Seeing Great Britain's men's 4x100 metre relay team mess up in their heat was sad to see, but hardly surprising.
At so many major events this season the teams in both relays across both genders have either dropped batons, run outside their lanes or made changeovers in the wrong places.
It has become the British athletics equivalent of penalty shoot-outs for the England football team.
What makes it even worse is that they ran so well. Dwain Chambers down the back straight was great and young Adam Gemili was blistering on his anchor leg — once he finally took the baton from Daniel Talbot, anyway.
If there is some good to come out of this, it is that young Gemili will have learned a valuable lesson right at the start of his career. Hopefully he will look at his part in the botched changeover and be horrified by what he sees. If ever there was a reason for an 18-year-old whose star has risen so quickly not to get complacent in the future, this is it.
I have been told by Darren Campbell — part of the last British relay team to win Olympic gold — that tonight was the first time the British quartet of Christian Malcolm, Chambers, Talbot and Gemili had run a race in that order. If that is true, then that is a terrible decision.
Athletes spend so much time training focusing on nothing but themselves, so when they are involved in something that demands they work together with others you need the familiarity that only comes from meticulous and thorough practice.
They may well have run in that order many times in training, but a competition environment is something entirely different. People react differently when they are in an actual race, especially a packed house cheering you on as a home competitor.
How that team was allowed to go out there for such a huge race is beyond me.
I think a big reason why Britain has historically struggled in relays if because, on an individual basis, we so rarely have sprinters who are able to compete with the top competitors in the world. That means there is so much pressure to get the changes absolutely spot on, because they have to make sure they are better than the others just so they can try and keep up.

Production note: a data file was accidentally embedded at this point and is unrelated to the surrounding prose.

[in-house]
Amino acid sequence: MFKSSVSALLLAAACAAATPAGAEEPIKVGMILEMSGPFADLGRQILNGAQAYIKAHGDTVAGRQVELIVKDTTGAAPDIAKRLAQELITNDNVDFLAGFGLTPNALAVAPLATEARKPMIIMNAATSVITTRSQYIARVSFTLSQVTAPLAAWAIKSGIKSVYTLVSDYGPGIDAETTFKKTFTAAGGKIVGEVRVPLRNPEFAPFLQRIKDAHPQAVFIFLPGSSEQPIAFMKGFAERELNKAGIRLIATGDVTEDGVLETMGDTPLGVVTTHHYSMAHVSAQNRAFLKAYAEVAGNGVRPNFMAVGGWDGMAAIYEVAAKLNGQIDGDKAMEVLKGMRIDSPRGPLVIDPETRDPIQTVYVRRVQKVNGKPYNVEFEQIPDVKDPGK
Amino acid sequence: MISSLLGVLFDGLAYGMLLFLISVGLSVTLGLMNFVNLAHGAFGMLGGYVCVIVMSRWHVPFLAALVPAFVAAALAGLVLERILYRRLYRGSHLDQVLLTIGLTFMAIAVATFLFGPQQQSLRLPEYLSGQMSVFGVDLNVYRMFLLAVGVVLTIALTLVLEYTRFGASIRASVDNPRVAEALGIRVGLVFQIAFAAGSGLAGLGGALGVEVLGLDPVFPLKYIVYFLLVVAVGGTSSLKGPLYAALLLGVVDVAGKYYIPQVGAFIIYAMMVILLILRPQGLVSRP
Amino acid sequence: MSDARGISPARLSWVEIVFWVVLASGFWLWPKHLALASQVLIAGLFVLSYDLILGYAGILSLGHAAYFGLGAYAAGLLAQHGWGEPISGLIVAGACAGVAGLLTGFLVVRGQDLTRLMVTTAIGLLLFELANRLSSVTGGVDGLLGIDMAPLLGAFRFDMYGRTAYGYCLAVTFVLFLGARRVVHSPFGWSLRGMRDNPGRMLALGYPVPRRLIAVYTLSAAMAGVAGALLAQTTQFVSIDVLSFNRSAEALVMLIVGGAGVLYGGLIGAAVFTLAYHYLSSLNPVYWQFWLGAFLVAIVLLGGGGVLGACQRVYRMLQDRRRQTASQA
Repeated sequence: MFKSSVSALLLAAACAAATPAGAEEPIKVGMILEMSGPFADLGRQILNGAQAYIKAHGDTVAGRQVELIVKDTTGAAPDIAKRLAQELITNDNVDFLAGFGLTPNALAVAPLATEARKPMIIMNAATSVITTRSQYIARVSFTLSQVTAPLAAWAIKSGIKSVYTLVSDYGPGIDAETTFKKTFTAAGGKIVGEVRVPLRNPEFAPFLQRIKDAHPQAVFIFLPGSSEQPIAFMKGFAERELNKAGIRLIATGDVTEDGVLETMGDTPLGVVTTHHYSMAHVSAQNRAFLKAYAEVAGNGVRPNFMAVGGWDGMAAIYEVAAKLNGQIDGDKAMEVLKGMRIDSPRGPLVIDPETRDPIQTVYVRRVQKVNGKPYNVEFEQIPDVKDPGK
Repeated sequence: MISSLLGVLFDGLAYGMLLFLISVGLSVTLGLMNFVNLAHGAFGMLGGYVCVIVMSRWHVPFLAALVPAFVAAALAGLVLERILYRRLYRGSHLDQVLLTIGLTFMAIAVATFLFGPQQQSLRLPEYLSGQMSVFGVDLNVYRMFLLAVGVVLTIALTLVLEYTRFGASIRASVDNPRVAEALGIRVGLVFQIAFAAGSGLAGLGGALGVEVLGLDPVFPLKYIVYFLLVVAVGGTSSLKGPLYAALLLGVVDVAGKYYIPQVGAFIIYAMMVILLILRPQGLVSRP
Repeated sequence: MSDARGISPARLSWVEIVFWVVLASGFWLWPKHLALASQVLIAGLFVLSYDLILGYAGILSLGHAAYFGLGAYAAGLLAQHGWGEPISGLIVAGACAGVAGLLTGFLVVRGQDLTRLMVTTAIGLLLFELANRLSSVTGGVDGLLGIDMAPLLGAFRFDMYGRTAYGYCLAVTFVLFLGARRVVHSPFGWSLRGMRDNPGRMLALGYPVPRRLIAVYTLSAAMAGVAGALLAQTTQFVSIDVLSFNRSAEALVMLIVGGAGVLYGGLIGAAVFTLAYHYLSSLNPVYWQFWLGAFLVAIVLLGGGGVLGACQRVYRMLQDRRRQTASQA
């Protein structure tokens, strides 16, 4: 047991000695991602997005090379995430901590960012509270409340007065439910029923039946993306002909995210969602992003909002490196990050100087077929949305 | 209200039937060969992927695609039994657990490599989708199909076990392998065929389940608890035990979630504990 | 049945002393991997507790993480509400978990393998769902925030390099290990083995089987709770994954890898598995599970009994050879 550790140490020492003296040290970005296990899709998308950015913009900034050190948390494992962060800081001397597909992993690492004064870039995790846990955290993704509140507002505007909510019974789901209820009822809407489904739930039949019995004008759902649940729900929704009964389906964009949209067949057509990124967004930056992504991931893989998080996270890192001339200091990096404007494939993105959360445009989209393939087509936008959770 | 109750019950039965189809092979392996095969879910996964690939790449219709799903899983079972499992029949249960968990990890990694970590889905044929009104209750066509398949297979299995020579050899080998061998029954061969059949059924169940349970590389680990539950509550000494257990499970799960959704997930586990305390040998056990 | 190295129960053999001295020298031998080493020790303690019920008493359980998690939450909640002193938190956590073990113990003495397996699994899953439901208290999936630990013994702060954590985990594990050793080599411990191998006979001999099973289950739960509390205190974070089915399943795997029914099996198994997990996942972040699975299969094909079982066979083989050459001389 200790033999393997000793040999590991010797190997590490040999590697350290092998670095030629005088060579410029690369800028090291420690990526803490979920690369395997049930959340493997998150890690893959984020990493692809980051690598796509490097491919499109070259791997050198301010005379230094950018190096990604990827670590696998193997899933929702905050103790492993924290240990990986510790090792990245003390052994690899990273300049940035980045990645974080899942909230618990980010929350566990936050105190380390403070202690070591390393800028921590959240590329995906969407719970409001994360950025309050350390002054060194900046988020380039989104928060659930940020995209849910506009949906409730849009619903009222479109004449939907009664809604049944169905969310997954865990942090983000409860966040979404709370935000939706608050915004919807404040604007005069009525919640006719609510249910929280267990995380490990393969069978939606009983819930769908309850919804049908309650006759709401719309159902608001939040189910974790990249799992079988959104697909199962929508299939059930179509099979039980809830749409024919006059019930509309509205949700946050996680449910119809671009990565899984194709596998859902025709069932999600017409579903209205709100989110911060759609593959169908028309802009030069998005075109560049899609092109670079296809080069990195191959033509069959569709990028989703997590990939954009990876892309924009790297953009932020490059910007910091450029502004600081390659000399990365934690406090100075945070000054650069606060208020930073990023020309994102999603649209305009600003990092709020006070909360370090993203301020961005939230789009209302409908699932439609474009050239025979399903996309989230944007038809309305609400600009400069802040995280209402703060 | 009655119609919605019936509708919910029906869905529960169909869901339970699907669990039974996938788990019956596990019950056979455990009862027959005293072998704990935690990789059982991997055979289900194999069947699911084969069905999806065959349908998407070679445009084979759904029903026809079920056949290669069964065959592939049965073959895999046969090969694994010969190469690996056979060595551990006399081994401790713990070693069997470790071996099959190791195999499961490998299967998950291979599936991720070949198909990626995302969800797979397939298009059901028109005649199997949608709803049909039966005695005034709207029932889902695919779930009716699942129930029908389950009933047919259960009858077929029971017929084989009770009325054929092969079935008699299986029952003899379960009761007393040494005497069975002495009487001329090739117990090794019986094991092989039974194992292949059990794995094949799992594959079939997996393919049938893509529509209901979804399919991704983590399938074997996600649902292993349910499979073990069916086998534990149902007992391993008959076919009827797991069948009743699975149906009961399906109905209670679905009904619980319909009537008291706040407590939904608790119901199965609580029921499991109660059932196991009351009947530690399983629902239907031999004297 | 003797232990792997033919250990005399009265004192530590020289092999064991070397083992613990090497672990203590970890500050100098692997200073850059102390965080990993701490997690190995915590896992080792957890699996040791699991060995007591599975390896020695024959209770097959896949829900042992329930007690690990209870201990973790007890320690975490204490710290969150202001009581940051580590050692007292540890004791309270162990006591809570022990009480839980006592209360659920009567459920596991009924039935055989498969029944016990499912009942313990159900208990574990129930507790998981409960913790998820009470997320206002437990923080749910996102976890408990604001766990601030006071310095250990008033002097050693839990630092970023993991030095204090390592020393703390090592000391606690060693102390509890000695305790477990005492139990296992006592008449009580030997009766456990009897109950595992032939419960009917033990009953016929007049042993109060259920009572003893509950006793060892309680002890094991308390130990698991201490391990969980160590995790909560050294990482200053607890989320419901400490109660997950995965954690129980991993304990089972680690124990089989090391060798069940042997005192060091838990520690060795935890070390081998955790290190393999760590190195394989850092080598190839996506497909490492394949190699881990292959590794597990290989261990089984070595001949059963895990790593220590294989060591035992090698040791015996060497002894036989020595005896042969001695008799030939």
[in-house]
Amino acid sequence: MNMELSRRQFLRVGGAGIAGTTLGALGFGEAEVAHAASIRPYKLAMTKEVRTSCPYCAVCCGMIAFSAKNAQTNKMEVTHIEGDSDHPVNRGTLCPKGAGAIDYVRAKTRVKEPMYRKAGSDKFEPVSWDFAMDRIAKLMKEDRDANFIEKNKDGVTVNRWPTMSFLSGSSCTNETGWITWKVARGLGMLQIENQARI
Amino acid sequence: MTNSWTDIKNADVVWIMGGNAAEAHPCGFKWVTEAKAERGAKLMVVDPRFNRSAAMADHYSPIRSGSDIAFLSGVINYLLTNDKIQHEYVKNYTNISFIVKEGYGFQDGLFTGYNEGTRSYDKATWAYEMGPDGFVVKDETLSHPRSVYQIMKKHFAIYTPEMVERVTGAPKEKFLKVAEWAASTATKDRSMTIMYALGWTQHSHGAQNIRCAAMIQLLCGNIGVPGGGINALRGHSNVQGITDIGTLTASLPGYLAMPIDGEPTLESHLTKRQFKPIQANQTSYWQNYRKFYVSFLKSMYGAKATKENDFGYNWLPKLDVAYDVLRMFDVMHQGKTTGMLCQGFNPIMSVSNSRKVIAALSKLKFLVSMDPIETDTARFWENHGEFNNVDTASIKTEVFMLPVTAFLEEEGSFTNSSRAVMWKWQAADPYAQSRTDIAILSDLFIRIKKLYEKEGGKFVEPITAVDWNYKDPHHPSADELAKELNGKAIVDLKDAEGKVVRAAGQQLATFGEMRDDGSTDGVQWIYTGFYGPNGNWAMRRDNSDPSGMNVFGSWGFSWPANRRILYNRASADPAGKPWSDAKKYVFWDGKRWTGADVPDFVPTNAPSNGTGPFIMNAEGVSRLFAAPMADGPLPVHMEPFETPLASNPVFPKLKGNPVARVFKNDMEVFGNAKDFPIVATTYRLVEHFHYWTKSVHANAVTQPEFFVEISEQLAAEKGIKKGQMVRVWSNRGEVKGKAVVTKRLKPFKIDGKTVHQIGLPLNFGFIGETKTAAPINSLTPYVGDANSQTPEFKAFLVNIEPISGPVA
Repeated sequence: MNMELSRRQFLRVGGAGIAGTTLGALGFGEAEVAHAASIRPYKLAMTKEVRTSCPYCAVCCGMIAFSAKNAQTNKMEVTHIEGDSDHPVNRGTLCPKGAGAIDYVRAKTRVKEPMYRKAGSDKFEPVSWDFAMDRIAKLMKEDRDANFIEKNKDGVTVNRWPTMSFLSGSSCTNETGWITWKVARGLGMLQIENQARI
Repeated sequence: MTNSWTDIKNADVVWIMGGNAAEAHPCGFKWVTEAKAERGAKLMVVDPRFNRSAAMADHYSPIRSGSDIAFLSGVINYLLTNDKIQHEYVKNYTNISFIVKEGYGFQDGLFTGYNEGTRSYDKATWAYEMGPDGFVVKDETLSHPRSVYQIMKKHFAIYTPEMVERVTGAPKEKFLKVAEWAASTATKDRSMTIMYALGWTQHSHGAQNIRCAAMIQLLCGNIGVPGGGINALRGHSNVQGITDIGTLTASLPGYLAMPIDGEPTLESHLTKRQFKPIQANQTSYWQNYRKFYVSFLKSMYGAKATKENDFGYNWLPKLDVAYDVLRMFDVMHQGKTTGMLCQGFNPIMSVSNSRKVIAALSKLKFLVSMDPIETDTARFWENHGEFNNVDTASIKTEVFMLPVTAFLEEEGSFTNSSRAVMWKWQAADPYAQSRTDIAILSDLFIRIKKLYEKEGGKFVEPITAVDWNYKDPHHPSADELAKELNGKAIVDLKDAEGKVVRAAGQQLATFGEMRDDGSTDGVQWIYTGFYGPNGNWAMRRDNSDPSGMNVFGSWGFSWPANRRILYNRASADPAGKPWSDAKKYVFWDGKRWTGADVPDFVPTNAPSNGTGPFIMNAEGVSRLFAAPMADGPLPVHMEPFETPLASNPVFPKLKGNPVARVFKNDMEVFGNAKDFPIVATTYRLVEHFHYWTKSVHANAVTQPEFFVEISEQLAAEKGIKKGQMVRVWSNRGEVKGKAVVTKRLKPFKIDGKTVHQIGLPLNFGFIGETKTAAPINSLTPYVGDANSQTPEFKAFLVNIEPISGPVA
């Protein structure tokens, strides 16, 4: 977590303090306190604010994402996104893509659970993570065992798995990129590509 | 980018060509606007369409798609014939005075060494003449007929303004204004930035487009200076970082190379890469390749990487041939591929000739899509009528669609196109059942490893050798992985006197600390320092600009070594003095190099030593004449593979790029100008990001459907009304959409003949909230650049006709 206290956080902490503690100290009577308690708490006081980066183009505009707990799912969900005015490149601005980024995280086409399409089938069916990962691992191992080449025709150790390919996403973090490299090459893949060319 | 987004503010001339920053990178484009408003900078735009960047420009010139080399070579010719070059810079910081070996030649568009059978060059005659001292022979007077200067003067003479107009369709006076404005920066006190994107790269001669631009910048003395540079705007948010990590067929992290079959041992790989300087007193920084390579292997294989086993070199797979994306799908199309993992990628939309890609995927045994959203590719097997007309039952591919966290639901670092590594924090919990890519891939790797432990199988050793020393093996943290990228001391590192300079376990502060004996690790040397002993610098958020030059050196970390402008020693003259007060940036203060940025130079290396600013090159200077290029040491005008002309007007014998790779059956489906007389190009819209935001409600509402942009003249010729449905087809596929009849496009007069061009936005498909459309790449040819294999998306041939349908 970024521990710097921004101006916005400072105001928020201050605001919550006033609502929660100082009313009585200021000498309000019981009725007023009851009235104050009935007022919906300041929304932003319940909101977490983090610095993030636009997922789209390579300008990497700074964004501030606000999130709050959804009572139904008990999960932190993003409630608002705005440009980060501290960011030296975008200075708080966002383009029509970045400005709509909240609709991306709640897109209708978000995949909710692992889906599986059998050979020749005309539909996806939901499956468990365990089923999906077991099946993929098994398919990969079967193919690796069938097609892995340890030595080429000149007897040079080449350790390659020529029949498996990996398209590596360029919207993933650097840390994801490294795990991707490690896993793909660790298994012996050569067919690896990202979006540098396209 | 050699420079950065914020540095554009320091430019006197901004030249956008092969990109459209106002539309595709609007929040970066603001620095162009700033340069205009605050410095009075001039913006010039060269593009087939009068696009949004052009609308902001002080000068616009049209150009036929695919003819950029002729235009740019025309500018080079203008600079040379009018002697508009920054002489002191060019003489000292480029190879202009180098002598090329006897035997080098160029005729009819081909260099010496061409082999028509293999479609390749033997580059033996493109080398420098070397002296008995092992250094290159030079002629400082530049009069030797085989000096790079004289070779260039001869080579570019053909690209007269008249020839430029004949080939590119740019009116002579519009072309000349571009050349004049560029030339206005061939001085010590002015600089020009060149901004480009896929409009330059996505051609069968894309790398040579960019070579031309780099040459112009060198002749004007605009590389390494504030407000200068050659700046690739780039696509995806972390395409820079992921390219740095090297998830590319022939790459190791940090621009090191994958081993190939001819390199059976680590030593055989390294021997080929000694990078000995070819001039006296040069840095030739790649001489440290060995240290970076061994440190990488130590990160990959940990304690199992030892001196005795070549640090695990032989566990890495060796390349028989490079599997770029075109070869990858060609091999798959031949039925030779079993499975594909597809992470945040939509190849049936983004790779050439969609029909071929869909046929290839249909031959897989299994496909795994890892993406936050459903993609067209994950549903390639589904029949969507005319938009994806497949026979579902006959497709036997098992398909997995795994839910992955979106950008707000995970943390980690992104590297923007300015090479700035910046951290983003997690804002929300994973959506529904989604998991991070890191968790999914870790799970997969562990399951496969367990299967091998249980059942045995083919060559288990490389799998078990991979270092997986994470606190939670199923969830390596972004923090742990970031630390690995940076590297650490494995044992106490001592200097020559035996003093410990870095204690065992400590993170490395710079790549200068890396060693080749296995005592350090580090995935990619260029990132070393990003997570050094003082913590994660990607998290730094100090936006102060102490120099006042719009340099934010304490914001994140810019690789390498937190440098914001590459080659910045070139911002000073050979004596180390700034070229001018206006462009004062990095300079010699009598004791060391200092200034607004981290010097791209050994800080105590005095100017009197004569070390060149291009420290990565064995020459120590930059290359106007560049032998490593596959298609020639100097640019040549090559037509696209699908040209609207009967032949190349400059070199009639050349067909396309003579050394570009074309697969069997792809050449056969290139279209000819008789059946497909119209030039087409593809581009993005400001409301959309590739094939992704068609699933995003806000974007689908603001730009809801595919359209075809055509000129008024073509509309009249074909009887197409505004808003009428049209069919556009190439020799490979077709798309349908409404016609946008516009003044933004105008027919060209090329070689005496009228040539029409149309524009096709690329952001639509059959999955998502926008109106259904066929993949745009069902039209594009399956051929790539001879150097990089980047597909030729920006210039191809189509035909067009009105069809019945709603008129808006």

On top of that, there is a history littered with bungled relay attempts that these athletes would have all too aware of, firstly when they were growing up as young fans of the sport and then when they were placed in that very situation themselves.
Until Britain consistently produces sprinters who are used to the high-pressure situations by reaching major finals on a consistent basis, I am not sure how they are going to break this terrible habit.
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Friday was another disappointing day for Britain — although it is important to remember just how rare they have been throughout these Games.
Something that will surely give the hosts a lift on Saturday is Mo Farah racing in the men's 5000 metres.
Every day I have been at the Olympic Stadium, the crowd has been louder than the day before. It is though the people with tickets are seeing it at home and are getting whipped into a frenzy before they even arrive. I can only imagine what the place will be like when Mo takes the track again.
That should not put too much pressure on him. Farah knows the double is there for the taking. He admitted his legs were feeling it in the closing stages of the 10,000m, but he has had a few days to relax now. Britain doing so well in other events probably helped, as the demands of the media were less on him once they had a new bunch of champions to talk to.
It is not a given, by any means, but Farah has it within him to make this Saturday night as glorious as the last one in the stadium was.
Former javelin world record holder and twice Olympic silver medallist Steve Backley will be an expert consultant for Eurosport-Yahoo! during the London 2012 Games.